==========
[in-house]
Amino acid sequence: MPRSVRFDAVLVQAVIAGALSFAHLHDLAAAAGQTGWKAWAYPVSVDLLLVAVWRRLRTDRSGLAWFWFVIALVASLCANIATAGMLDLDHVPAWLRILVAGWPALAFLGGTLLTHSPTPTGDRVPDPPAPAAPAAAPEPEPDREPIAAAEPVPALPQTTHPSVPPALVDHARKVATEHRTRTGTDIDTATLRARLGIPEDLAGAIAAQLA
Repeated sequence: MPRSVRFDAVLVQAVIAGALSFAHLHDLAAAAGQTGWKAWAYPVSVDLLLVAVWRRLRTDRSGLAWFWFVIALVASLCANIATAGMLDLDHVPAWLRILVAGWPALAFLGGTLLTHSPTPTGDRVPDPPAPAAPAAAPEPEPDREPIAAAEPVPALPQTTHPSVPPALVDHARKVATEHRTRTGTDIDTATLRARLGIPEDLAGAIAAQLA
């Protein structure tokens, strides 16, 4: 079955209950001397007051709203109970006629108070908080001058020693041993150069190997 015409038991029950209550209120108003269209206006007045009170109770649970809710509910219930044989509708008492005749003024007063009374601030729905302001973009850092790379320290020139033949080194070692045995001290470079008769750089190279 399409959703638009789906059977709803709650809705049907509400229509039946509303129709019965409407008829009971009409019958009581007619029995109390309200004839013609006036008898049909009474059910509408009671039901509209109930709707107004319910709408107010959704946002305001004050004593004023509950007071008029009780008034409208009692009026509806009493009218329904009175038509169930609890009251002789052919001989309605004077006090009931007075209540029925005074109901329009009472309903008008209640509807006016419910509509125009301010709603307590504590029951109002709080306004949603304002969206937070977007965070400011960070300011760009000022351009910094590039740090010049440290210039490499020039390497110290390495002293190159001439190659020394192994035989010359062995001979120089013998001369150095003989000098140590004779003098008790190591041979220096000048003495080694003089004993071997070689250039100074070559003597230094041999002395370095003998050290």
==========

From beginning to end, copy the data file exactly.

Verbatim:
[in-house]
Amino acid sequence: MPRSVRFDAVLVQAVIAGALSFAHLHDLAAAAGQTGWKAWAYPVSVDLLLVAVWRRLRTDRSGLAWFWFVIALVASLCANIATAGMLDLDHVPAWLRILVAGWPALAFLGGTLLTHSPTPTGDRVPDPPAPAAPAAAPEPEPDREPIAAAEPVPALPQTTHPSVPPALVDHARKVATEHRTRTGTDIDTATLRARLGIPEDLAGAIAAQLA
Repeated sequence: MPRSVRFDAVLVQAVIAGALSFAHLHDLAAAAGQTGWKAWAYPVSVDLLLVAVWRRLRTDRSGLAWFWFVIALVASLCANIATAGMLDLDHVPAWLRILVAGWPALAFLGGTLLTHSPTPTGDRVPDPPAPAAPAAAPEPEPDREPIAAAEPVPALPQTTHPSVPPALVDHARKVATEHRTRTGTDIDTATLRARLGIPEDLAGAIAAQLA
């Protein structure tokens, strides 16, 4: 079955209950001397007051709203109970006629108070908080001058020693041993150069190997 015409038991029950209550209120108003269209206006007045009170109770649970809710509910219930044989509708008492005749003024007063009374601030729905302001973009850092790379320290020139033949080194070692045995001290470079008769750089190279 399409959703638009789906059977709803709650809705049907509400229509039946509303129709019965409407008829009971009409019958009581007619029995109390309200004839013609006036008898049909009474059910509408009671039901509209109930709707107004319910709408107010959704946002305001004050004593004023509950007071008029009780008034409208009692009026509806009493009218329904009175038509169930609890009251002789052919001989309605004077006090009931007075209540029925005074109901329009009472309903008008209640509807006016419910509509125009301010709603307590504590029951109002709080306004949603304002969206937070977007965070400011960070300011760009000022351009910094590039740090010049440290210039490499020039390497110290390495002293190159001439190659020394192994035989010359062995001979120089013998001369150095003989000098140590004779003098008790190591041979220096000048003495080694003089004993071997070689250039100074070559003597230094041999002395370095003998050290």